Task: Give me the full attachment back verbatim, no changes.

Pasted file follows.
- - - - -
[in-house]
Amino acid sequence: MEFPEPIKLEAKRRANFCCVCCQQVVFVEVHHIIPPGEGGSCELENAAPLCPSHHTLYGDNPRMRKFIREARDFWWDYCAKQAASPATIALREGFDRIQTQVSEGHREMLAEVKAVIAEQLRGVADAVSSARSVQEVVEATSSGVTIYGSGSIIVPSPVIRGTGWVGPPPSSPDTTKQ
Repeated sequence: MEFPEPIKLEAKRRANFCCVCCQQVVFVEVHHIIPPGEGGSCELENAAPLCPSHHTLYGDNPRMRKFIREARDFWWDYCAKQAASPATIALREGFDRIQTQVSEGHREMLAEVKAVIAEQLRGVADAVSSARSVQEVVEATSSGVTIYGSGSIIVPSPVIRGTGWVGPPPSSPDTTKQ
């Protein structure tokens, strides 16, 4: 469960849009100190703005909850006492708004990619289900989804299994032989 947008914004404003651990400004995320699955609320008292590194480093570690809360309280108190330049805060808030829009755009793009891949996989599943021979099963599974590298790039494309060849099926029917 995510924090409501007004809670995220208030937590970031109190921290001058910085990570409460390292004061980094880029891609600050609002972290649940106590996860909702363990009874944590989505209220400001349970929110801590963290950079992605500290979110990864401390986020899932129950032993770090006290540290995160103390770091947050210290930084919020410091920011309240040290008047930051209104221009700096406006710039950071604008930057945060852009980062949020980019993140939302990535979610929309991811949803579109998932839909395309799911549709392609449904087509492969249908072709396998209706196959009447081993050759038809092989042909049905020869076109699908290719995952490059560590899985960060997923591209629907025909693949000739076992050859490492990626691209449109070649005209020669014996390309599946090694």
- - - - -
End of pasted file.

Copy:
[in-house]
Amino acid sequence: MEFPEPIKLEAKRRANFCCVCCQQVVFVEVHHIIPPGEGGSCELENAAPLCPSHHTLYGDNPRMRKFIREARDFWWDYCAKQAASPATIALREGFDRIQTQVSEGHREMLAEVKAVIAEQLRGVADAVSSARSVQEVVEATSSGVTIYGSGSIIVPSPVIRGTGWVGPPPSSPDTTKQ
Repeated sequence: MEFPEPIKLEAKRRANFCCVCCQQVVFVEVHHIIPPGEGGSCELENAAPLCPSHHTLYGDNPRMRKFIREARDFWWDYCAKQAASPATIALREGFDRIQTQVSEGHREMLAEVKAVIAEQLRGVADAVSSARSVQEVVEATSSGVTIYGSGSIIVPSPVIRGTGWVGPPPSSPDTTKQ
């Protein structure tokens, strides 16, 4: 469960849009100190703005909850006492708004990619289900989804299994032989 947008914004404003651990400004995320699955609320008292590194480093570690809360309280108190330049805060808030829009755009793009891949996989599943021979099963599974590298790039494309060849099926029917 995510924090409501007004809670995220208030937590970031109190921290001058910085990570409460390292004061980094880029891609600050609002972290649940106590996860909702363990009874944590989505209220400001349970929110801590963290950079992605500290979110990864401390986020899932129950032993770090006290540290995160103390770091947050210290930084919020410091920011309240040290008047930051209104221009700096406006710039950071604008930057945060852009980062949020980019993140939302990535979610929309991811949803579109998932839909395309799911549709392609449904087509492969249908072709396998209706196959009447081993050759038809092989042909049905020869076109699908290719995952490059560590899985960060997923591209629907025909693949000739076992050859490492990626691209449109070649005209020669014996390309599946090694």